NEW YORK — The arbiter hearing DuPont’s complaint that Unifi Inc. was not living up to the terms of a polyester manufacturing alliance between the two companies has ruled in the Wilmington, Del.-based fiber giant’s favor, awarding DuPont $16 million in damages.

That’s less than the $85 million DuPont had initially sought when it brought the complaint in February 2002.

“DuPont is satisfied,” said a DuPont spokeswoman. “The damages awarded were fair and appropriate.”

The arbitration dispute, which involved the management of three partially oriented yarn plants — DuPont sites in Kinston and Wilmington, N.C., and a Unifi location in Yadkinville, N.C. — centered on whether Unifi was buying as much POY from DuPont as it was obligated to do.

Also at issue was the question of whether DuPont could execute the put-call provision of the alliance, which would have allowed it to sell its two plants to Unifi if that company was found to have committed a “substantial breach” of the agreement. As reported, in March the arbiter, Helms, Muliss of Charlotte, N.C., found there had been no substantial breach.

DuPont and Unifi inked the manufacturing alliance in 2002, in an effort to better manage their manufacturing assets. The DuPont spokeswoman said, “The alliance continues to operate successfully, with both parties receiving significant benefits, manufacturing efficiencies and collaborating on the development of several new products.”

Greensboro, N.C.-based Unifi said in a statement that the damages award would result in a $14 million charge to its earnings for its fourth quarter ending June 29. It already has charged $2 million in anticipated damages to its third-quarter results.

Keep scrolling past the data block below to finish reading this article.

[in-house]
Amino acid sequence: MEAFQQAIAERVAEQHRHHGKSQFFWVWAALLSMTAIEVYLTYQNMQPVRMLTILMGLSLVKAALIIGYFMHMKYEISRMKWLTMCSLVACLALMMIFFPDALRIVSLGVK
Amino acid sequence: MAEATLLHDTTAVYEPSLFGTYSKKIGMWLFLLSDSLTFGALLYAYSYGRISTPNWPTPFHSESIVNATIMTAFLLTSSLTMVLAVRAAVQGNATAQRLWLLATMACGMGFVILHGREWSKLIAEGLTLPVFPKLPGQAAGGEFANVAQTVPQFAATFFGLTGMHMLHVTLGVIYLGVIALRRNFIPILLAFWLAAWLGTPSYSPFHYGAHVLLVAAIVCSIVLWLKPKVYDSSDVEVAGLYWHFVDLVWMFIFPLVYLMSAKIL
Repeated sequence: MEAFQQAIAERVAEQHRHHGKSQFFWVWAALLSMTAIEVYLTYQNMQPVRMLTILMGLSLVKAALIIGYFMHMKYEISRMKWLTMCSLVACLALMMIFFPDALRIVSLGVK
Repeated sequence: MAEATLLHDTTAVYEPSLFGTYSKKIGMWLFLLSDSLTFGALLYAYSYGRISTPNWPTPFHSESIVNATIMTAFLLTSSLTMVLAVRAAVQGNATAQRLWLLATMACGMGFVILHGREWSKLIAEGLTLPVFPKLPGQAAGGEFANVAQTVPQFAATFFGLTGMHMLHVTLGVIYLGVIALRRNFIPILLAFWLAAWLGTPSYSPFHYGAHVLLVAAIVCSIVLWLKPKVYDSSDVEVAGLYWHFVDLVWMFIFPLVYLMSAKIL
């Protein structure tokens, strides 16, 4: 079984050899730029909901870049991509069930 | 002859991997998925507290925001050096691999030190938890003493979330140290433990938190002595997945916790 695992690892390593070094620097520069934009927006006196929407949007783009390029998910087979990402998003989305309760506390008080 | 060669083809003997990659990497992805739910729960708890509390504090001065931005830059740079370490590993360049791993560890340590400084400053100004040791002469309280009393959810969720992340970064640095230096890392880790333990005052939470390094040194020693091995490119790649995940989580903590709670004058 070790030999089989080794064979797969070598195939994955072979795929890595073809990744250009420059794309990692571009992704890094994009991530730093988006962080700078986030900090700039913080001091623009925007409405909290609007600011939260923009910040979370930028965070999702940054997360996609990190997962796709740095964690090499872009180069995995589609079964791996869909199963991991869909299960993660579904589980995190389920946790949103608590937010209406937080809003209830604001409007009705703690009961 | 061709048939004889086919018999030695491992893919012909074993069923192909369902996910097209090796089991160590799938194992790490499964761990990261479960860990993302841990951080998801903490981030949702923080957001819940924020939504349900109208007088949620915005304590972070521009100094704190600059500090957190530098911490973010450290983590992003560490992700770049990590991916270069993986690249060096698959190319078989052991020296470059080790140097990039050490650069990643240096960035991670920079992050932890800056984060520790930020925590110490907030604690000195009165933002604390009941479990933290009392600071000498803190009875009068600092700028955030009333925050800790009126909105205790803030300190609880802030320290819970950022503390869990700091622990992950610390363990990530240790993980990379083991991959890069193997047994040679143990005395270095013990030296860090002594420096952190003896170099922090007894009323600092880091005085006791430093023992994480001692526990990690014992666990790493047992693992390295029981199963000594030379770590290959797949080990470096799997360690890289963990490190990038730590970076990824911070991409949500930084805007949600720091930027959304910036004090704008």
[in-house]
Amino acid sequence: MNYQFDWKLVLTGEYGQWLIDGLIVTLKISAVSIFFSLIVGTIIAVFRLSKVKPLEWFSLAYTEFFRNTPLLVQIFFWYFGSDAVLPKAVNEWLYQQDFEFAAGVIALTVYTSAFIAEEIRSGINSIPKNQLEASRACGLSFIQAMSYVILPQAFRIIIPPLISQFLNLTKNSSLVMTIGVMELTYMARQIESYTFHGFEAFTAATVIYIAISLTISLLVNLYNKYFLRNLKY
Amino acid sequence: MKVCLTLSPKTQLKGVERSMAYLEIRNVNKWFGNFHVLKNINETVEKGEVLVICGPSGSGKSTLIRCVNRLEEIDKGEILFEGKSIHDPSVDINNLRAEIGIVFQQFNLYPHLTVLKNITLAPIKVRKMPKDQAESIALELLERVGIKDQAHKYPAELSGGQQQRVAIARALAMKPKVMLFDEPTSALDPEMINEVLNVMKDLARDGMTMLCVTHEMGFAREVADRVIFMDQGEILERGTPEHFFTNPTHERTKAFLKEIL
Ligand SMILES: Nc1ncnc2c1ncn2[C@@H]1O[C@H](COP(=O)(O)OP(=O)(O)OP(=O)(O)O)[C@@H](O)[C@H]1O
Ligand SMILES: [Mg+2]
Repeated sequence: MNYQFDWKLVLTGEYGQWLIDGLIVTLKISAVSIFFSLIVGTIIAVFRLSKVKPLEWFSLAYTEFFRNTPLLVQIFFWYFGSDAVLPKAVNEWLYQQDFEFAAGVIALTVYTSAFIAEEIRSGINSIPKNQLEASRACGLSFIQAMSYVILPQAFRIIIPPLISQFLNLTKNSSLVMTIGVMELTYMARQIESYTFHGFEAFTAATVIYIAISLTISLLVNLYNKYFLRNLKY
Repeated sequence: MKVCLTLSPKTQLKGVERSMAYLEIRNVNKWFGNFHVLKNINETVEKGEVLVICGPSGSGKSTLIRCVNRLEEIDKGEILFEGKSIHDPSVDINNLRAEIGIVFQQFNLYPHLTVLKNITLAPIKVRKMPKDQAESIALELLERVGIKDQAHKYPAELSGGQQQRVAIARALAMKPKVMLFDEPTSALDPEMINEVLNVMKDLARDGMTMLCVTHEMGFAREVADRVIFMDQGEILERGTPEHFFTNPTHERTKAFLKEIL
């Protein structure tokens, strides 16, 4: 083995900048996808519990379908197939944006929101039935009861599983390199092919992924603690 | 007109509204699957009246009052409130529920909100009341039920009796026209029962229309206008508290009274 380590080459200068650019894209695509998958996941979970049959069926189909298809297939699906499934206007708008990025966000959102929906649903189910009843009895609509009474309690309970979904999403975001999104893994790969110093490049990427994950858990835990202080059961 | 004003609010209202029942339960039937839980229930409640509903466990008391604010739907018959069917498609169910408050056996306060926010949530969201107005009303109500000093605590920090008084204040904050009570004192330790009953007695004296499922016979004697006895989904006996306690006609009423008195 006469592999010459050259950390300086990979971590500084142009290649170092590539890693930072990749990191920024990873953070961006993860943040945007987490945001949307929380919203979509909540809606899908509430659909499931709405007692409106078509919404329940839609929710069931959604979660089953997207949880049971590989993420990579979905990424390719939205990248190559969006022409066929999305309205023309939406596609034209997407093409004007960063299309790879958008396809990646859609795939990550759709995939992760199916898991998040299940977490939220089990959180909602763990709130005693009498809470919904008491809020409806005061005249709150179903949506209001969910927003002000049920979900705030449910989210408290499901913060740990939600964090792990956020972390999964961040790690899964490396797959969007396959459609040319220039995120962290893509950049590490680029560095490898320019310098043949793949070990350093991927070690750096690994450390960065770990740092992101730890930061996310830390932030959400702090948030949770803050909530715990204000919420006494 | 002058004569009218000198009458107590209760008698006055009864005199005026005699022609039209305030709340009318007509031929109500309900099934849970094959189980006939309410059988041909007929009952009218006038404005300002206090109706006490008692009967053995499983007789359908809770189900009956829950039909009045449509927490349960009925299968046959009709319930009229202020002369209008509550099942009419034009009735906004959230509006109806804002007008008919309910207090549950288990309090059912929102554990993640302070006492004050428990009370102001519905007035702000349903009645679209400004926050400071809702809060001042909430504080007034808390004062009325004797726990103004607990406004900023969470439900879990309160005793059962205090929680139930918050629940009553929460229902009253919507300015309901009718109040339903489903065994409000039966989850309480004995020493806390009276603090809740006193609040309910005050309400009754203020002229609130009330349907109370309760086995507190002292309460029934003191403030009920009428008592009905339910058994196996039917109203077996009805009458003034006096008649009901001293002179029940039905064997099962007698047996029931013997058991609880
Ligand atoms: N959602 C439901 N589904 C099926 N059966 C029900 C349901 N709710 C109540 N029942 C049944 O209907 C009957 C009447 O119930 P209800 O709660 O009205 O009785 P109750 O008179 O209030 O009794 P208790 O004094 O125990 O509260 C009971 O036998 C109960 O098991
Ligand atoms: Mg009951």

The arbitration squabble was seen by some sources as one of the details DuPont had to mop up before selling its DuPont Textiles & Interiors business, which it has said it intends to do before the end of the year. As reported, Koch Industries is seen as the most likely buyer, though neither company has confirmed the negotiations.

In a separate matter, also seen as needed to smooth the way for the DTI sale or spinoff, the company said Tuesday it has closed its tender offer for outstanding shares in DuPont Canada Inc. It raised its holding in that company to 93 percent from 76 percent. It plans to call a July meeting of Canadian shareholders to consider a transaction for DuPont to buy the rest of the Canadian business. DuPont wants to merge the Canadian business’ textile operations into a DTI unit.

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